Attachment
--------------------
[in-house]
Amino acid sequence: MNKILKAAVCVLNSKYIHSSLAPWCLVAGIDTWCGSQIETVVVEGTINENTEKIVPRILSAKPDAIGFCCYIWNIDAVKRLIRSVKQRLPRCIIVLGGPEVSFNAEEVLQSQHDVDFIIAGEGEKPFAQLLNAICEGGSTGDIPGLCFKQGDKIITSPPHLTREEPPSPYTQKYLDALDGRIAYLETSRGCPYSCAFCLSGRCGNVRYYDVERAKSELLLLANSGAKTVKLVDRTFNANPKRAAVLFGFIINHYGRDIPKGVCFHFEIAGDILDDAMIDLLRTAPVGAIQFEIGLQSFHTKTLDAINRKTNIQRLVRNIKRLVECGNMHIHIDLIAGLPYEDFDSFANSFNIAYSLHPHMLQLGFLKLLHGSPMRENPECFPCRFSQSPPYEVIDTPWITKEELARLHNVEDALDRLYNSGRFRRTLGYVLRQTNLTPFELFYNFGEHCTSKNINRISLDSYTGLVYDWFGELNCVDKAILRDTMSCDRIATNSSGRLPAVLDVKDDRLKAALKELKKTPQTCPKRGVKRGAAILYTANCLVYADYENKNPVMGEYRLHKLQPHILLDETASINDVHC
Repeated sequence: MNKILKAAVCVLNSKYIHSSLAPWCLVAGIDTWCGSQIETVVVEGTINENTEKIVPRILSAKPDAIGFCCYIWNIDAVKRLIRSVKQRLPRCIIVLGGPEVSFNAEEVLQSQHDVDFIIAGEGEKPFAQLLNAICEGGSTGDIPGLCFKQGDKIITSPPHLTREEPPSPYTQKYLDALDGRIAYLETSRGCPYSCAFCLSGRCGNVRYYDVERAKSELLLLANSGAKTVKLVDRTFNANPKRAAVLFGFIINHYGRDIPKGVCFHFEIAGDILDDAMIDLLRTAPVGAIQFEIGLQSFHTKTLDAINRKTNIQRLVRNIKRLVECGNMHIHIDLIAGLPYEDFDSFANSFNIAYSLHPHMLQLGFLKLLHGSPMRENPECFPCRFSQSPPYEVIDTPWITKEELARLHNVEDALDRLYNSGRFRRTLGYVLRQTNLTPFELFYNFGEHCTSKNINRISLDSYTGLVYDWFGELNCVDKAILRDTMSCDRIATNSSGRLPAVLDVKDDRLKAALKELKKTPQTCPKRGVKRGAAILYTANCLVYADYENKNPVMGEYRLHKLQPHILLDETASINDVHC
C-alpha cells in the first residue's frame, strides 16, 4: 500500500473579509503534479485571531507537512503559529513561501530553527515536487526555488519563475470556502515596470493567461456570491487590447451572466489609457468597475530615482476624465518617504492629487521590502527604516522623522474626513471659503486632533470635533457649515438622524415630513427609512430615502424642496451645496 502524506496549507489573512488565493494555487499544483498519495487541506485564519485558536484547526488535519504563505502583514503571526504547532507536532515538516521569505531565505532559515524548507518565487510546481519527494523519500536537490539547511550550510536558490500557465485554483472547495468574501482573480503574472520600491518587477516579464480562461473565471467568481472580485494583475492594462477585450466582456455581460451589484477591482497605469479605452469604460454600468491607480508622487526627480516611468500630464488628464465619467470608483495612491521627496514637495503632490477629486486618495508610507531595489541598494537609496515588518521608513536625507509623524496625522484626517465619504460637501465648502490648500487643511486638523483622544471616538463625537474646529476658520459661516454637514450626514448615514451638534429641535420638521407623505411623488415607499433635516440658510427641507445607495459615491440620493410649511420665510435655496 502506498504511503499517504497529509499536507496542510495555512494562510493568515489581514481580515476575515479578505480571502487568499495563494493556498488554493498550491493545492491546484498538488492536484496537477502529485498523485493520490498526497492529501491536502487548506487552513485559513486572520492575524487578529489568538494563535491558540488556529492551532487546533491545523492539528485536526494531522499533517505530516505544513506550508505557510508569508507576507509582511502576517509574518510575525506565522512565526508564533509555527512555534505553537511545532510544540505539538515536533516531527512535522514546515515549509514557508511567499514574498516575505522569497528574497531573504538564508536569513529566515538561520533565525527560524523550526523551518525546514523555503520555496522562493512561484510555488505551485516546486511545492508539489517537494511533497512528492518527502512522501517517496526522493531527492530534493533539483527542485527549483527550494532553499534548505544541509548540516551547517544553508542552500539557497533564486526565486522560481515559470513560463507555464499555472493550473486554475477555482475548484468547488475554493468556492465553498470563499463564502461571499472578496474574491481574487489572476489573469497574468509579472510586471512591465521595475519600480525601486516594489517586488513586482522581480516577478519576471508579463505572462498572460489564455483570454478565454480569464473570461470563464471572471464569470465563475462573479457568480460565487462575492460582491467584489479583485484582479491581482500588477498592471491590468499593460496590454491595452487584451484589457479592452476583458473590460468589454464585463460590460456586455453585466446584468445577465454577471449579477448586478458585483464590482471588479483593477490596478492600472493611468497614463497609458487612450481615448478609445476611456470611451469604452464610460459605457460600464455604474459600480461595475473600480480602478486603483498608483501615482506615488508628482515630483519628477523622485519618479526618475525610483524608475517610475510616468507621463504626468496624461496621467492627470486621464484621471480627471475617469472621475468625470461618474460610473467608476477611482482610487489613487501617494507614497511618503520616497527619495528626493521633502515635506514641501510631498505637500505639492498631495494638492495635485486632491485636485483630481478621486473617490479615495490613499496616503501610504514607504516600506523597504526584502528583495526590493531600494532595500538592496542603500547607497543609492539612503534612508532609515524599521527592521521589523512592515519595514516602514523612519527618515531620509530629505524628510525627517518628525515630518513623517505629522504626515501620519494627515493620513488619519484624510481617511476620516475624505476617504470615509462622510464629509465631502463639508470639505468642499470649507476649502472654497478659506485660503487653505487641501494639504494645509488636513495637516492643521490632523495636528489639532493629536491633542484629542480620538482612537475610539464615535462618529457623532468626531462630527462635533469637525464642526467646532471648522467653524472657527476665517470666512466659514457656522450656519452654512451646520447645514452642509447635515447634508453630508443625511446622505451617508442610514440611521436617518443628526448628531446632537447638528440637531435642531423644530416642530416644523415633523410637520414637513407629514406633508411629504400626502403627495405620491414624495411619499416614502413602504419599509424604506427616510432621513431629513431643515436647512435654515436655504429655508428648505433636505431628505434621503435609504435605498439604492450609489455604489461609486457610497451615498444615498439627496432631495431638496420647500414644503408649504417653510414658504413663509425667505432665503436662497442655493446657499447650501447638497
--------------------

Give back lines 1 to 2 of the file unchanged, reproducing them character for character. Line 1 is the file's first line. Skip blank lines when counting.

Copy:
[in-house]
Amino acid sequence: MNKILKAAVCVLNSKYIHSSLAPWCLVAGIDTWCGSQIETVVVEGTINENTEKIVPRILSAKPDAIGFCCYIWNIDAVKRLIRSVKQRLPRCIIVLGGPEVSFNAEEVLQSQHDVDFIIAGEGEKPFAQLLNAICEGGSTGDIPGLCFKQGDKIITSPPHLTREEPPSPYTQKYLDALDGRIAYLETSRGCPYSCAFCLSGRCGNVRYYDVERAKSELLLLANSGAKTVKLVDRTFNANPKRAAVLFGFIINHYGRDIPKGVCFHFEIAGDILDDAMIDLLRTAPVGAIQFEIGLQSFHTKTLDAINRKTNIQRLVRNIKRLVECGNMHIHIDLIAGLPYEDFDSFANSFNIAYSLHPHMLQLGFLKLLHGSPMRENPECFPCRFSQSPPYEVIDTPWITKEELARLHNVEDALDRLYNSGRFRRTLGYVLRQTNLTPFELFYNFGEHCTSKNINRISLDSYTGLVYDWFGELNCVDKAILRDTMSCDRIATNSSGRLPAVLDVKDDRLKAALKELKKTPQTCPKRGVKRGAAILYTANCLVYADYENKNPVMGEYRLHKLQPHILLDETASINDVHC